A friend sent me a text last night, wondering how I was feeling after the announcement of the Victorian government’s extension of stage four restrictions. I responded, “Well, looks like that October trip to Byron is now officially off the cards.”
“Oh, I didn’t even think of that,” she pinged back. Of course, I wouldn’t really have expected her to. She’s on the Gold Coast, where life appears objectively, blissfully normal – gyms, cinemas, bars and restaurants are open, even nightclubs. There are things to do, people to see, sunny beach days to be had with family and friends. It would be easy to forget what’s happening elsewhere.
If social media is an accurate measurement, it would seem most of Australia has. My digital platforms are ablaze with long lunches in the sun, shared celebrations that linger long after 8.01pm and weekend trips beyond the geographical circumference of a single suburb. I’m not mad at my interstate friends for savouring their day-to-day social liberties – looking into their lives feeds my craving for connection amid relative isolation – but the envy inevitably gets the better of me and I delete the app for the 43rd time, knowing full well that boredom and loneliness will send me back to the App Store in a matter of hours.
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“Maybe you should just stay off social media for a while,” suggests my partner, who doesn’t have this issue because his digital habits have effectively moulded his feed into a wholesome echo chamber of dog videos and standup comedy. But that would mean severing what sometimes feels like my only tie to my old, familiar life.
When explaining Victoria’s situation to my interstate friends, I often describe it as a being in a perpetual state of pause. It feels as if we’re all passengers on a boat that’s moored just slightly offshore, bobbing listlessly in stagnant water, forced to watch on as the rest of the country (hell, most of the world) basks in the simple freedoms we can’t yet afford.
It doesn’t really matter where Twitter is deciding to shift the blame today, because we still find ourselves in the same set of circumstances. What you need to know – what all non-Victorians need to know – is that shit feels heavy here. It’s not “only another two weeks” until we’re out. Our seemingly endless stay-at-home orders have been extended until at least the end of October. We’re experiencing the strictest lockdown measures across the globe right now.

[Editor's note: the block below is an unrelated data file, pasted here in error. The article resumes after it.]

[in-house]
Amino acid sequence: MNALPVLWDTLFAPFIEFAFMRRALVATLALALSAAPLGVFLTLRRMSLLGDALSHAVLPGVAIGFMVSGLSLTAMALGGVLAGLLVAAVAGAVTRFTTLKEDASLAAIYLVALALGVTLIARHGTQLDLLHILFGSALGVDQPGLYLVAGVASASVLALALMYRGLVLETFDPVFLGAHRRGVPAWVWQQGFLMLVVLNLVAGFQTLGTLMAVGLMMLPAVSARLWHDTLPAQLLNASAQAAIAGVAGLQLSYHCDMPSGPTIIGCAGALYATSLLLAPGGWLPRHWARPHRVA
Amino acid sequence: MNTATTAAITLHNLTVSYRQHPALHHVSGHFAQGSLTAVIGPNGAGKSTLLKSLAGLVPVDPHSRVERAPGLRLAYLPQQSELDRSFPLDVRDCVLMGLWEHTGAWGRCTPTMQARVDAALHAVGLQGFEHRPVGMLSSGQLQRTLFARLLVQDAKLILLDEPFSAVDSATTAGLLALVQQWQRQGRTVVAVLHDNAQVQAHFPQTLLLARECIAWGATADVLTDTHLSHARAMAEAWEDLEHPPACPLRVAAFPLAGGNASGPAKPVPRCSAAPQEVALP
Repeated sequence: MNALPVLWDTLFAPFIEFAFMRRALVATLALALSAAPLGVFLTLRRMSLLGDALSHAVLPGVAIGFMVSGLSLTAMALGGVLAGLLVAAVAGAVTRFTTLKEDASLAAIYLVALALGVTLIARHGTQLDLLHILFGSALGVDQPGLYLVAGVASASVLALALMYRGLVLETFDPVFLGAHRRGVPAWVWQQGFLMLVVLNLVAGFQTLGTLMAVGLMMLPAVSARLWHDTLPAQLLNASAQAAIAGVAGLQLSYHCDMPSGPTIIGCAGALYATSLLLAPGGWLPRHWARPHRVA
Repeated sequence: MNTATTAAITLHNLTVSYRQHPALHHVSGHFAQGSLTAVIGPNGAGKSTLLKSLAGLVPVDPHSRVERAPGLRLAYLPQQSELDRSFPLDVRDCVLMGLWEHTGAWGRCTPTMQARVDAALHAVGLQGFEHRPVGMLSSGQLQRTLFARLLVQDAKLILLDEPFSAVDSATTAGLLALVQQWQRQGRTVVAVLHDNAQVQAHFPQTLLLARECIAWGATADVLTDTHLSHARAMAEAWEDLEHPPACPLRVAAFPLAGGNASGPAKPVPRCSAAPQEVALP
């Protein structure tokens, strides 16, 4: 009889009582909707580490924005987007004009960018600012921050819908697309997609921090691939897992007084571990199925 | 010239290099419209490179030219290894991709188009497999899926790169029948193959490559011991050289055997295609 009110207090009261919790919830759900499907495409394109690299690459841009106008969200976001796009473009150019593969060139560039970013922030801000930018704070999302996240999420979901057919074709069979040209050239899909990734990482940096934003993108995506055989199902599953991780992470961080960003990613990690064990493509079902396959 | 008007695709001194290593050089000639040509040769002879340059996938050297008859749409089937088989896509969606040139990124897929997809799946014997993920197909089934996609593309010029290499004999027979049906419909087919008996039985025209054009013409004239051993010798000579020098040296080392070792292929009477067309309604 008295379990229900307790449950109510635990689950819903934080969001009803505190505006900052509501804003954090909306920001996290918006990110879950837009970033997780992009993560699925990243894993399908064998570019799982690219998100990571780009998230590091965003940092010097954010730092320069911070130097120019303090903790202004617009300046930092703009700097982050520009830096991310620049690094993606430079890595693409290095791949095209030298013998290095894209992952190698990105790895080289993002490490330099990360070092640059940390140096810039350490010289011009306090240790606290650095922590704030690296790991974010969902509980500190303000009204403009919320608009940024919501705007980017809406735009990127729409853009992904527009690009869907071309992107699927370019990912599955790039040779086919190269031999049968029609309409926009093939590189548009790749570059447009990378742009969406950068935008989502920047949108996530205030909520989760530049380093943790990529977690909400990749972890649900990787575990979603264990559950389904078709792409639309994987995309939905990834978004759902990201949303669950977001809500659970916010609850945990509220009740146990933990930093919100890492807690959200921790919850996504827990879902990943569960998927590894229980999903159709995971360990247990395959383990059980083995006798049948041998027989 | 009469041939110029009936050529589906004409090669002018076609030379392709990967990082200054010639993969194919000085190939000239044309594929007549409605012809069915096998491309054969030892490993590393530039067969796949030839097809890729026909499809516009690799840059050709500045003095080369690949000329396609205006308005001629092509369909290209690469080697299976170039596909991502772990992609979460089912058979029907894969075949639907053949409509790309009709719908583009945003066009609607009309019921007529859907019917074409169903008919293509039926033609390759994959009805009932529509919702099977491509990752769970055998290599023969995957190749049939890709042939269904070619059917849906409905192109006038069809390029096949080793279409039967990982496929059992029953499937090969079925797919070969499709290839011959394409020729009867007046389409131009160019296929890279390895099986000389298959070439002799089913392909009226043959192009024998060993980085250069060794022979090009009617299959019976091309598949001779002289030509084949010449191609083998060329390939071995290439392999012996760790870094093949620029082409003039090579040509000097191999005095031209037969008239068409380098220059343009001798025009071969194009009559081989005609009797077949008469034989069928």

When you think about it, it’s an ironic (and unwelcome) distinction, in stark contrast to the other title we’ve so proudly upheld – the World’s Most Liveable City. Right now, it feels as if that life has all but seeped out of our suburbs. It seems particularly significant that Melbourne – a city that, perhaps more than others, traffics in its bars and eateries, its makers and sellers, and its arts scene as a form of currency – should be dealt the nation’s most crippling hand during Covid-19.
The pandemic has all but stripped us of so many things we value here, the things we define ourselves by as a city. The restaurants we planned our evenings around, the street art we passed on our daily commutes, and the sporting events that generated an infectious excitement in even our most apathetic inhabitants have been left on pause for the better part of a year.
The streets, once vibrating with activity, are almost unrecognisable in their emptiness. On the rare occasions we do leave our homes, our surroundings offer us little reprieve from the bizarre reality we find ourselves in, where relentless lockdown measures persist despite our best efforts. And setting aside the widespread media conjecture, they are our best efforts – the Guardian reported in August that Victorians are overwhelmingly committed to the current road map, despite our palpable disappointment in its duration.
So, to our neighbouring states and territories, we need you to know that we’re drained. We’re tired. The novelties that marked the initial national lockdown – staying productive! Doing a squat challenge! Investing in tonal tracksuits! – have well and truly worn off. It’s not an “adventure” anymore (and, of course, for the many people who lost their livelihoods and loved ones, it never was), and most of us are mentally and emotionally crawling our way to the end of it.
But in spite of this, I’ve also never felt a stronger bond with my city. Now, as the clock beats steadily over my one authorised hour of exercise, my limited interactions with others are infused with a sense of delicate solidarity. We meet each other’s eyes over our masks as we step sideways to avoid compromising the 1.5-metre radius.
Because we know that clambering our way out of this boat too quickly will only cause us to capsize. And we want our beautiful, thriving city back so that we can appreciate all it has to offer again, from quiet drinks in laneway bars to the roar of a heaving crowd at an AFL game – maybe we’ll even go to the rugby (that’s how deprived we’re feeling at this point).
We keep going because we know we’re doing our loved ones, our state, this city and the rest of Australia a real fucking solid.
So we move with the waves, waiting for the tide to turn and propel us back to safety.
Kate Lancaster is a freelance writer based in Melbourne.